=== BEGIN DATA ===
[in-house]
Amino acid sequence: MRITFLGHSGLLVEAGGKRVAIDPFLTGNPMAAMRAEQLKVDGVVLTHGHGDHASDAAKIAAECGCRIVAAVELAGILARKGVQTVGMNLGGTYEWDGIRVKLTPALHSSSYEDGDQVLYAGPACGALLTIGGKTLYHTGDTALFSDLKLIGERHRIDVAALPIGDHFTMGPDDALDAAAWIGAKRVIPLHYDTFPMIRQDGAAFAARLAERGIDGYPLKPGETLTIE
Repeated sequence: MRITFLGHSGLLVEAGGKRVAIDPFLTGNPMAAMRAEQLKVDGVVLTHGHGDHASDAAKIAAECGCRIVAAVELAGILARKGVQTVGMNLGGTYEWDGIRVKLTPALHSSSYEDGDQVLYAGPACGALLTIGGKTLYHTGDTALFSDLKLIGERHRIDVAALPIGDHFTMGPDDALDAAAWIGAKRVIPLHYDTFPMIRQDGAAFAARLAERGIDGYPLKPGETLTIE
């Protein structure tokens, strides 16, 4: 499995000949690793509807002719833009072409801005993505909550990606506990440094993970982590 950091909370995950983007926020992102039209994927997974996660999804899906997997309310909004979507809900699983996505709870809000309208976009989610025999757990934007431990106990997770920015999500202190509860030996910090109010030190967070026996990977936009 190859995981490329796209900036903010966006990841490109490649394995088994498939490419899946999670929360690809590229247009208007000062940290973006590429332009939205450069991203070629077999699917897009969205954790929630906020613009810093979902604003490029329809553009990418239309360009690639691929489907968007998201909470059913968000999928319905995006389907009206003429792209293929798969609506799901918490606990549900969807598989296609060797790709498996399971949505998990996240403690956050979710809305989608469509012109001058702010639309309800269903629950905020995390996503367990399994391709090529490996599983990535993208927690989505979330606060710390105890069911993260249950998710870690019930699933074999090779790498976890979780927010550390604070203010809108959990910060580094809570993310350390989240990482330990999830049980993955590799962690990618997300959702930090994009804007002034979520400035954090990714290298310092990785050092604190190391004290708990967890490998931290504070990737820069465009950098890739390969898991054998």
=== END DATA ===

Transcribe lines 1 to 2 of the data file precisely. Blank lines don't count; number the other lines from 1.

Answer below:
[in-house]
Amino acid sequence: MRITFLGHSGLLVEAGGKRVAIDPFLTGNPMAAMRAEQLKVDGVVLTHGHGDHASDAAKIAAECGCRIVAAVELAGILARKGVQTVGMNLGGTYEWDGIRVKLTPALHSSSYEDGDQVLYAGPACGALLTIGGKTLYHTGDTALFSDLKLIGERHRIDVAALPIGDHFTMGPDDALDAAAWIGAKRVIPLHYDTFPMIRQDGAAFAARLAERGIDGYPLKPGETLTIE